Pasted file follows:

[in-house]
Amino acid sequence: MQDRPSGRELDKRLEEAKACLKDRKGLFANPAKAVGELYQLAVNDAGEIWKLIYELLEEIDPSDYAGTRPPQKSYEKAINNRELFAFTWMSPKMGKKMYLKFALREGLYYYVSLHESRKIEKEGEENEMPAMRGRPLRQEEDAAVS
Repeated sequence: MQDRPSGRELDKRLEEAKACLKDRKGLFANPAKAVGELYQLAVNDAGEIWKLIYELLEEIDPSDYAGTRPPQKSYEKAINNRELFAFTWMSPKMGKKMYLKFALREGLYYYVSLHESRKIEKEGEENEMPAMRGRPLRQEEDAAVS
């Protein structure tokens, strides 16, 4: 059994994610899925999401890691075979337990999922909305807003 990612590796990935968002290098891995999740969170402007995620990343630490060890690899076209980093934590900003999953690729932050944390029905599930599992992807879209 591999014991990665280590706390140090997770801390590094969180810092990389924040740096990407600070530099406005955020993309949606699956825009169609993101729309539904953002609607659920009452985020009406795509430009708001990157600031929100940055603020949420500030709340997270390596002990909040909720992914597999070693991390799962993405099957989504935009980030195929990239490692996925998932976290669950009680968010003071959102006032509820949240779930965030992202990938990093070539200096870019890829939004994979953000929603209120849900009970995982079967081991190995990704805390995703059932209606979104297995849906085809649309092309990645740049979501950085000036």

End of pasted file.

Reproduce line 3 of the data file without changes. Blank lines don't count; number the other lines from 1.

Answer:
Repeated sequence: MQDRPSGRELDKRLEEAKACLKDRKGLFANPAKAVGELYQLAVNDAGEIWKLIYELLEEIDPSDYAGTRPPQKSYEKAINNRELFAFTWMSPKMGKKMYLKFALREGLYYYVSLHESRKIEKEGEENEMPAMRGRPLRQEEDAAVS